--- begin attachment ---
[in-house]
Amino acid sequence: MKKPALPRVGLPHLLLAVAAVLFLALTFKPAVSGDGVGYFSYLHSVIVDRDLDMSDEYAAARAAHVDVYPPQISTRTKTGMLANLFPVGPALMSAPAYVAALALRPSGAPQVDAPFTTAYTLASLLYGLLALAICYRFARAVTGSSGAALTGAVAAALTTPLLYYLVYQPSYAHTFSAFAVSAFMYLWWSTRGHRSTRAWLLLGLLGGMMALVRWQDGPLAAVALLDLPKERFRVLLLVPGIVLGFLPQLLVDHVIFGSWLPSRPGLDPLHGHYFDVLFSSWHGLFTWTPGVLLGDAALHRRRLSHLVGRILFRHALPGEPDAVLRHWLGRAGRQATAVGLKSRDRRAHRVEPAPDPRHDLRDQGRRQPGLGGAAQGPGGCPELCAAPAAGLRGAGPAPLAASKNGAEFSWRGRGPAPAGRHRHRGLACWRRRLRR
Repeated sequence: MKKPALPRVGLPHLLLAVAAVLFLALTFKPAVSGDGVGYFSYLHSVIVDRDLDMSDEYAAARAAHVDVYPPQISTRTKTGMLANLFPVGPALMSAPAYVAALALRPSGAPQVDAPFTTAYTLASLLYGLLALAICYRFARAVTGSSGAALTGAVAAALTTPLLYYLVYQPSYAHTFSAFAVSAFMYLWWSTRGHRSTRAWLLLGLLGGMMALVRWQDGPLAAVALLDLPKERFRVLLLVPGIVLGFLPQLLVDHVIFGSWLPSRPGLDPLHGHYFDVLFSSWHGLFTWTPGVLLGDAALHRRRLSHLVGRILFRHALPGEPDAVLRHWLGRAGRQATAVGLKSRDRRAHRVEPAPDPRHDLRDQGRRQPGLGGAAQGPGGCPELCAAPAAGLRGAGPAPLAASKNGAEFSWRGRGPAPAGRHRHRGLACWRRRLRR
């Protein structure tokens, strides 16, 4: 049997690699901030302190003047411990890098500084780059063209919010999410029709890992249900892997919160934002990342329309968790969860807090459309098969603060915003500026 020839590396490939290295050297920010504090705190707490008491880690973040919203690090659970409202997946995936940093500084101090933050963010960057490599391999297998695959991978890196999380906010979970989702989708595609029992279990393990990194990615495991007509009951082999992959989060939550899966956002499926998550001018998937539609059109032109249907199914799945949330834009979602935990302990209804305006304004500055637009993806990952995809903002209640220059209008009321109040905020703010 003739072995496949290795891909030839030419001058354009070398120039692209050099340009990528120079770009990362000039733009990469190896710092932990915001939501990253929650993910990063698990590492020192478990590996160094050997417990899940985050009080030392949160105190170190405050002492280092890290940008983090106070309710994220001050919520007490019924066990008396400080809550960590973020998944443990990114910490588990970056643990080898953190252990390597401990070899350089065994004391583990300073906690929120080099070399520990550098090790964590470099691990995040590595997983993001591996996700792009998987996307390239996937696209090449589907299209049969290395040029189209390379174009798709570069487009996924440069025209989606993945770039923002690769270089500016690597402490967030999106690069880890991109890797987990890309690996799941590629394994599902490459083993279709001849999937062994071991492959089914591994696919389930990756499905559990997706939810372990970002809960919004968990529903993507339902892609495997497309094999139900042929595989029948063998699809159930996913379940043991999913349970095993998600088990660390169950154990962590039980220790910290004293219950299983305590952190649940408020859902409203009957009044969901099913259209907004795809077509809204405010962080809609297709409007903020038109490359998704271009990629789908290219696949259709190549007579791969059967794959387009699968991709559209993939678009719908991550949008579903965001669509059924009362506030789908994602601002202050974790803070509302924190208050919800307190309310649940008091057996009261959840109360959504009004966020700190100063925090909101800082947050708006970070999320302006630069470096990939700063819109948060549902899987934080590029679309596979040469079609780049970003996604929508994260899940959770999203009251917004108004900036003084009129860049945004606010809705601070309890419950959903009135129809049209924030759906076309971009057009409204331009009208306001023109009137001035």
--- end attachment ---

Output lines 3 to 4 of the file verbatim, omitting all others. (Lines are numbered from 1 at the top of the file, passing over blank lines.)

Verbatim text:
Repeated sequence: MKKPALPRVGLPHLLLAVAAVLFLALTFKPAVSGDGVGYFSYLHSVIVDRDLDMSDEYAAARAAHVDVYPPQISTRTKTGMLANLFPVGPALMSAPAYVAALALRPSGAPQVDAPFTTAYTLASLLYGLLALAICYRFARAVTGSSGAALTGAVAAALTTPLLYYLVYQPSYAHTFSAFAVSAFMYLWWSTRGHRSTRAWLLLGLLGGMMALVRWQDGPLAAVALLDLPKERFRVLLLVPGIVLGFLPQLLVDHVIFGSWLPSRPGLDPLHGHYFDVLFSSWHGLFTWTPGVLLGDAALHRRRLSHLVGRILFRHALPGEPDAVLRHWLGRAGRQATAVGLKSRDRRAHRVEPAPDPRHDLRDQGRRQPGLGGAAQGPGGCPELCAAPAAGLRGAGPAPLAASKNGAEFSWRGRGPAPAGRHRHRGLACWRRRLRR
């Protein structure tokens, strides 16, 4: 049997690699901030302190003047411990890098500084780059063209919010999410029709890992249900892997919160934002990342329309968790969860807090459309098969603060915003500026 020839590396490939290295050297920010504090705190707490008491880690973040919203690090659970409202997946995936940093500084101090933050963010960057490599391999297998695959991978890196999380906010979970989702989708595609029992279990393990990194990615495991007509009951082999992959989060939550899966956002499926998550001018998937539609059109032109249907199914799945949330834009979602935990302990209804305006304004500055637009993806990952995809903002209640220059209008009321109040905020703010 003739072995496949290795891909030839030419001058354009070398120039692209050099340009990528120079770009990362000039733009990469190896710092932990915001939501990253929650993910990063698990590492020192478990590996160094050997417990899940985050009080030392949160105190170190405050002492280092890290940008983090106070309710994220001050919520007490019924066990008396400080809550960590973020998944443990990114910490588990970056643990080898953190252990390597401990070899350089065994004391583990300073906690929120080099070399520990550098090790964590470099691990995040590595997983993001591996996700792009998987996307390239996937696209090449589907299209049969290395040029189209390379174009798709570069487009996924440069025209989606993945770039923002690769270089500016690597402490967030999106690069880890991109890797987990890309690996799941590629394994599902490459083993279709001849999937062994071991492959089914591994696919389930990756499905559990997706939810372990970002809960919004968990529903993507339902892609495997497309094999139900042929595989029948063998699809159930996913379940043991999913349970095993998600088990660390169950154990962590039980220790910290004293219950299983305590952190649940408020859902409203009957009044969901099913259209907004795809077509809204405010962080809609297709409007903020038109490359998704271009990629789908290219696949259709190549007579791969059967794959387009699968991709559209993939678009719908991550949008579903965001669509059924009362506030789908994602601002202050974790803070509302924190208050919800307190309310649940008091057996009261959840109360959504009004966020700190100063925090909101800082947050708006970070999320302006630069470096990939700063819109948060549902899987934080590029679309596979040469079609780049970003996604929508994260899940959770999203009251917004108004900036003084009129860049945004606010809705601070309890419950959903009135129809049209924030759906076309971009057009409204331009009208306001023109009137001035």